HOME > Chowhound > Cookware >

What is the gold on edges of china dinnerware

r
Rella Jun 19, 2012 03:48 PM

I've oft wondered what material is on the edge of a plate like this.

It must be something powerful not to disintregrate over the years .

 
  1. Click to Upload a photo (10 MB limit)
Delete
  1. m
    mangiare24 RE: Rella Jun 19, 2012 04:54 PM

    On the better china, I believe it is gold leaf. On cheap stuff, I have no idea. Not sure which your plate is. Who's the manufacturer?

    1. e
      ellabee RE: Rella Jun 19, 2012 06:47 PM

      That looks like Haviland china. The gold is painted on, but it's gold. It will disintegrate over the years if abraded during washing, which is a major reason to wash it by hand.

      7 Replies
      1. re: ellabee
        m
        mangiare24 RE: ellabee Jun 19, 2012 06:57 PM

        It's paint with gold in it; gilding. Not actually pure gold. Correct? Pure gold would have to be molten to be liquid and I don't think you can really paint with it.

        1. re: mangiare24
          r
          Rella RE: mangiare24 Jun 19, 2012 08:02 PM

          I have seen guilded clocks. I think, though, guilding would wash off pretty fast, but it is just that, a thought. I suppose it would depend on how it was fired. I'm not sure of the firing temperatures of paint vs. china. But not something I am interested in -- too complicated :-))

          1. re: Rella
            f
            ferret RE: Rella Jun 20, 2012 12:54 PM

            The gilded clocks that you often see in antique stores were a very different process, they used mercury as a carrier which was then burned off to leave the gilded surface - generally, and gradually, killing off the workers who made them.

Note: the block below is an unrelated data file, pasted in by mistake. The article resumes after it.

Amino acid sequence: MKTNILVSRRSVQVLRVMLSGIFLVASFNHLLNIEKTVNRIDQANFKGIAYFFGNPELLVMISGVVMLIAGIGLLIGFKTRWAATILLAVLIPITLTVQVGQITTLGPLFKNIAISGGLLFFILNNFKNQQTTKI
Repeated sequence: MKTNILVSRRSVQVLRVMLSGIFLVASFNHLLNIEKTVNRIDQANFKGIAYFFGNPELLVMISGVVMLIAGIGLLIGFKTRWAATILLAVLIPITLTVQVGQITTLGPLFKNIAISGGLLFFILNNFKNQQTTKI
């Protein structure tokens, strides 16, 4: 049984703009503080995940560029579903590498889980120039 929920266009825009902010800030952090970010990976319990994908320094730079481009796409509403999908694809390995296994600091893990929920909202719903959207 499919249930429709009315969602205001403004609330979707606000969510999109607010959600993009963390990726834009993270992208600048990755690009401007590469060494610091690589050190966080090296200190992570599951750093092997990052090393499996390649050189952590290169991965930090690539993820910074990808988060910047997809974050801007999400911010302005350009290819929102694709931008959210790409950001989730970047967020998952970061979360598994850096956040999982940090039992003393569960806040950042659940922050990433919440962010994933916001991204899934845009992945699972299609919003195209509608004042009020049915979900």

2. re: mangiare24
            meatn3 RE: mangiare24 Jun 20, 2012 07:58 AM

            My understanding is that it is gold which was mixed with a "carrier" to make it paintable. During firing the "carrier" burns off, leaving the gold behind. It is painted on, but it is not a paint.

            Gilding is the application of gold leaf or powder to an object. It is not fired. This technique is generally used on decorative objects rather than functional/utilitarian objects.

            1. re: meatn3
              m
              mangiare24 RE: meatn3 Jun 20, 2012 08:23 AM

              Got it. Thanks meatn3. That clarifies things. We are all in agreement that in some form or another it is real gold though.

              1. re: meatn3
                r
                Rella RE: meatn3 Jun 20, 2012 10:07 AM

                A succinct explanation. My many thanks!

            2. re: ellabee
              r
              Rella RE: ellabee Jun 19, 2012 07:59 PM

              Yes, it is Haviland china - quite old, I believe (depending on whom one is addressing :-)) Some of it is in really good shape.

            Show Hidden Posts